Keywords: Ludwig's angina, mediastinitis, odontogenic illnesses, pericarditis


How to cite this article:
Bokhary DH, Mustafa AA, Merdad GA. Mediastinitis, Pericarditis, Empyema, and Bacteremia: An Infrequent Complicated Ludwig's Angina Case. Saudi J Otorhinolaryngol Head Neck Surg 2022;24:182-4

How to cite this URL:
Bokhary DH, Mustafa AA, Merdad GA. Mediastinitis, Pericarditis, Empyema, and Bacteremia: An Infrequent Complicated Ludwig's Angina Case. Saudi J Otorhinolaryngol Head Neck Surg [serial online] 2022 [cited 2023 Jan 30];24:182-4. Available from: https://www.sjohns.org/text.asp?2022/24/4/182/366333




  Introduction: Top


Ludwig's angina is an extensive infection and inflammation of the submandibular, submental, and sublingual anatomical spaces.[1] It is considered one of the most emergent otolaryngologic (ENT) diseases, as it carries a high mortality rate ranging from 17.7% to 41%, even if recognized and treated promptly.[2] In addition, it can rapidly progress and spread to the neck, mediastinum, and rarely to thoracic visceral structures. This condition most commonly originates from dental illness; however, other nondental conditions have been reported to be risk factors for Ludwig's angina, including poor nutrition, injectable drug abuse, diabetes, systemic lupus erythematosus, and immunocompromise.[1]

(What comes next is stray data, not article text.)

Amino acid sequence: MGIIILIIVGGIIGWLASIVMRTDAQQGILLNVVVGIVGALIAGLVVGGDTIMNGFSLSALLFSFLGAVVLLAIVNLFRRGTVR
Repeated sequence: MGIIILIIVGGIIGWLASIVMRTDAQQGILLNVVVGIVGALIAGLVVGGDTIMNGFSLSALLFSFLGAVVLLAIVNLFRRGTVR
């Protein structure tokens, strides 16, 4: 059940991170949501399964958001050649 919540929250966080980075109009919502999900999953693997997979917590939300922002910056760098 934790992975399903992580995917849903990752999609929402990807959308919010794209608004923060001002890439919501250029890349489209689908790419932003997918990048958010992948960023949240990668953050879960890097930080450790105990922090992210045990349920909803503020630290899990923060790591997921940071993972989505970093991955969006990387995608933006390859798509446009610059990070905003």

In 1980, a case of Ludwig's angina complicated by empyema, pulmonary infiltration, and pericarditis was reported by Strauss.[3] In addition, some other scattered case reports were found in the literature, but most lack good quality illustrative images. Here, we report a case of Ludwig's angina, complicated with neck and mediastinal extension, pericarditis, and left-sided chest empyema, in a male patient with no medical history of note.


  Case Report Top